So there are basically lots and lots of interviews throughout this doc from all manner of people from Steven Spielberg, Zemeckis, Gale and a few of the movies cast. There is also many interviews with old studio heads like Frank Price of Columbia, [i]Rick & Morty[/i] creator Dan Harmon, Alan Silvestri etc...All of whom touch upon the franchise and their experiences or how it influenced them in some cases. From this we get lots of inside information about various things to do with pre-production, production, post-production etc...and the final product of course, some of it you've probably heard before, some maybe not. For example, it was interesting to find out that, apparently, the sequence in 'Indiana Jones and the Crystal Skull' where Indy survives a nuclear blast inside a lead lined fridge, was actually gonna be the finale sequence for BttF. They do also touch on the infamous recasting of poor old Eric Stolz which is still to this day really intriguing. Alas we still don't get any footage, only production shots we've seen before.
Of course this doc encompassing and embracing everything BttF and how its impacted culturally, naturally leads us to the fanbase. Ah yes, the crazy, flamboyant and somewhat annoying fanboys and girls that, in some cases do bizarre things to show their love of the franchise. Firstly as you might expect this means lots of dressing up as Marty and Doc Brown...ugh! Then as the doc touches upon the music of the films and Huey Lewis we get to see a band called 'The Flux Capacitors' who, obviously, cover all of Huey's songs...but badly, and in cosplay (double ugh!!). This part was pretty damn cringeworthy to say the least. Moving on and a large part of the fanbase section, the famous car, the DeLorean DMC-12. Naturally we get to see a bit about the making of the car, how it came about etc...but for the most part we see all the fans that own their own DeLorean and how they've all turned them into their own time machines, because of course they have. Again some of this is pretty cool with very accurate representations, some not so, then you have some who have literally wrecked their car. The main focus being on one collector who has all the cars from the original movie (the DeLorean, the big black 4x4 Toyota, and the terrorist VW wagon) and part III (the DeLorean all kitted out in wild west gear) which makes you wonder how much it all cost. There's also talk about how Gale and others refurbished the original DeLorean from the original film after it was left languishing at Universal Studios.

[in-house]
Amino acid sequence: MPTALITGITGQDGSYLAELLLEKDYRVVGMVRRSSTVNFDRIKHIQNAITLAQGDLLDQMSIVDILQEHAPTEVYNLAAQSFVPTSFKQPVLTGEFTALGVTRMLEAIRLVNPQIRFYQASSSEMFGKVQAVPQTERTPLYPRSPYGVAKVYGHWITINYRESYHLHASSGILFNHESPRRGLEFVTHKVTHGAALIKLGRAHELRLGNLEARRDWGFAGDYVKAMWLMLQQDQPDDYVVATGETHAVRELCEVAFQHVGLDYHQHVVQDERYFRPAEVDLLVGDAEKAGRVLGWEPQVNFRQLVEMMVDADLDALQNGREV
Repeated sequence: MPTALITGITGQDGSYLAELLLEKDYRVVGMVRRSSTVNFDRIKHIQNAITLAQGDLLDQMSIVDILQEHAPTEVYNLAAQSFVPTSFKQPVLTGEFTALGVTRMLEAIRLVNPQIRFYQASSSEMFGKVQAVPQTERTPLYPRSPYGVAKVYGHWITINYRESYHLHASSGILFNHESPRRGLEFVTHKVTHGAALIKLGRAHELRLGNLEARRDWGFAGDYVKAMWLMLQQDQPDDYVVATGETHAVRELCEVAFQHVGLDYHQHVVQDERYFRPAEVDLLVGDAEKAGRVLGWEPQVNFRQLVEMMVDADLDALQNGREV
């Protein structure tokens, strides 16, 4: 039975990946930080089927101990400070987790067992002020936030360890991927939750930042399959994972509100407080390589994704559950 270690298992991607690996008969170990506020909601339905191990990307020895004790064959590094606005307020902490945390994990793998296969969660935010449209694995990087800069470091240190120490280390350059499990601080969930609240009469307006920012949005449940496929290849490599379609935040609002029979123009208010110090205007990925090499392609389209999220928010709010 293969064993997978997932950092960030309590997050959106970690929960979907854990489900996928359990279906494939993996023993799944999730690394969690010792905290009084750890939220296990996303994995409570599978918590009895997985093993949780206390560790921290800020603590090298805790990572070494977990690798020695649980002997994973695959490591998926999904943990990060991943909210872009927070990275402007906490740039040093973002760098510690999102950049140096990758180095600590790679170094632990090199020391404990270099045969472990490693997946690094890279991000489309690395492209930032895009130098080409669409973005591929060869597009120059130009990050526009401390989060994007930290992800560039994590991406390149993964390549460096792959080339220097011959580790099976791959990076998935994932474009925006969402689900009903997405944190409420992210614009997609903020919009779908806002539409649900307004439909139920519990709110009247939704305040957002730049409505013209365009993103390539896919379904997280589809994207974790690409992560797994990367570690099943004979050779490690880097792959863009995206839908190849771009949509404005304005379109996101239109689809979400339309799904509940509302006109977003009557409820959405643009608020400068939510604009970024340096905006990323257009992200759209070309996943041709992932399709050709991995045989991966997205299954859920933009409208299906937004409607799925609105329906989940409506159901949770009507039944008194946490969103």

There's also a section on somewhere in the UK where they have recreated the town of Hill Valley and hold massive cosplay events complete with old cars, diners etc...Of course no BttF doc could ever be complete without discussing the hover board phenomenon. Yep you've guessed it, its all about some crackpots trying to build their own with varying degrees of success, but not much. It also touches on the effects used to create the hover board in the sequel, how much of a pain it was to actually achieve, and how thousands of kids wanted one back in the day because they all thought it was real (Zemeckis not helping at the time by hinting they were real). Probably the best parts of the fanbase section focused on a couple who bought a DeLorean and travelled around the world in it raising money for Parkinson's research. Another about a young man with cerebral palsy who lives in Michael J. Foxes hometown, knows some of his family and looks up to Fox for inspiration. Admittedly uplifting but admittedly I'm not really sure what it had to do with the franchise as I'm sure there are many people in the same situation. I guess its because he lives in Fox's hometown and knows some of the family?
So again I ask myself, is this the best in depth look at the [i]Back to the Future[/i] franchise? Well seeing as I haven't seen all that many in depth looks at this particular franchise, unlike say...[i]Star Wars[/i], I can't really be sure. What I can say is...this was OK, reasonably engaging and reasonably interesting. Basically the whole thing starts off pretty sweet with many movie bigwigs being interviewed and lots of information about the actual movies being released. But in time the whole thing (I think) goes down in quality as they start to look into the fanbase and cultural impact. It no longer becomes engaging, interest goes out the window because to be honest, I don't care about the fanbase and all the silly things that happen. I'm not really bothered about the history of the DeLorean and what people get up to with them now. I just wanna listen to cast and crew stories, see how they did things on set, maybe behind the scenes footage and bloopers etc...That is really what I'm after when it comes to documentaries about a movie, keep all the fanboy/fanbase/merchandise stuff for its own separate in depth doc. So yeah, this is fine, but nothing great if you ask me.
all about fans and very little about the film history. I love the film and consider s modern classic. This film is good for viewing but as a film buff I was puzzled by the lack of franchise history.
A superb look at the cultural phenomenon that is Back To The Future. How it has impacted our lives and how it was created. With some unique footage of the early Eric Stolz scenes too, this is well worth watching if you enjoy Back To The Future.